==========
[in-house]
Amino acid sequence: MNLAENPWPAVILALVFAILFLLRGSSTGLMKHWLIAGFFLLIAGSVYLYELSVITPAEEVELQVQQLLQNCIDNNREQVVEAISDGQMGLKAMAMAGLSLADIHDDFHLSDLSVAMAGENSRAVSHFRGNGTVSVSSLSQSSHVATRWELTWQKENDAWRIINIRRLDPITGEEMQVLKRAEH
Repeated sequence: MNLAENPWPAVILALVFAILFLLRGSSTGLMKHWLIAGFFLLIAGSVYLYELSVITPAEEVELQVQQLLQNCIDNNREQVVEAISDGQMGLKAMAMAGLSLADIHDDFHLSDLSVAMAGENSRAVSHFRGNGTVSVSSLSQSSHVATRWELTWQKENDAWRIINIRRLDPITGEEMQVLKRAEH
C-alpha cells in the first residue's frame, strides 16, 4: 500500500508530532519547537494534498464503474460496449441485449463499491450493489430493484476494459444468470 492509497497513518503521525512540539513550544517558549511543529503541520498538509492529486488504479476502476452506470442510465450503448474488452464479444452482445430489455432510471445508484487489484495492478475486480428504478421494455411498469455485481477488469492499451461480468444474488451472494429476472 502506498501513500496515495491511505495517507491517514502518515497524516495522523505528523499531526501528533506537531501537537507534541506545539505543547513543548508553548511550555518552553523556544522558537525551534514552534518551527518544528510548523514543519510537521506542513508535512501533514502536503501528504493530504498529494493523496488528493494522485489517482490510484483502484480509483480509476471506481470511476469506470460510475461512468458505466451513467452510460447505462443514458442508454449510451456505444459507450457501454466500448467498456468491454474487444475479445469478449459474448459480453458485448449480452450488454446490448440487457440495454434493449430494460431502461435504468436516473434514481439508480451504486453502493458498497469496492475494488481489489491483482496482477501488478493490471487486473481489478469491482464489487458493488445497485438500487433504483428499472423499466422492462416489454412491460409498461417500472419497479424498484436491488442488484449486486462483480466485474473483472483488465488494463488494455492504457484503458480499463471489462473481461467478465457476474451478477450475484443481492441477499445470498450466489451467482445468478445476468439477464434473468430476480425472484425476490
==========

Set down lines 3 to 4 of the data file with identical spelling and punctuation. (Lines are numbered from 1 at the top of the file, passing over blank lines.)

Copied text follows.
Repeated sequence: MNLAENPWPAVILALVFAILFLLRGSSTGLMKHWLIAGFFLLIAGSVYLYELSVITPAEEVELQVQQLLQNCIDNNREQVVEAISDGQMGLKAMAMAGLSLADIHDDFHLSDLSVAMAGENSRAVSHFRGNGTVSVSSLSQSSHVATRWELTWQKENDAWRIINIRRLDPITGEEMQVLKRAEH
C-alpha cells in the first residue's frame, strides 16, 4: 500500500508530532519547537494534498464503474460496449441485449463499491450493489430493484476494459444468470 492509497497513518503521525512540539513550544517558549511543529503541520498538509492529486488504479476502476452506470442510465450503448474488452464479444452482445430489455432510471445508484487489484495492478475486480428504478421494455411498469455485481477488469492499451461480468444474488451472494429476472 502506498501513500496515495491511505495517507491517514502518515497524516495522523505528523499531526501528533506537531501537537507534541506545539505543547513543548508553548511550555518552553523556544522558537525551534514552534518551527518544528510548523514543519510537521506542513508535512501533514502536503501528504493530504498529494493523496488528493494522485489517482490510484483502484480509483480509476471506481470511476469506470460510475461512468458505466451513467452510460447505462443514458442508454449510451456505444459507450457501454466500448467498456468491454474487444475479445469478449459474448459480453458485448449480452450488454446490448440487457440495454434493449430494460431502461435504468436516473434514481439508480451504486453502493458498497469496492475494488481489489491483482496482477501488478493490471487486473481489478469491482464489487458493488445497485438500487433504483428499472423499466422492462416489454412491460409498461417500472419497479424498484436491488442488484449486486462483480466485474473483472483488465488494463488494455492504457484503458480499463471489462473481461467478465457476474451478477450475484443481492441477499445470498450466489451467482445468478445476468439477464434473468430476480425472484425476490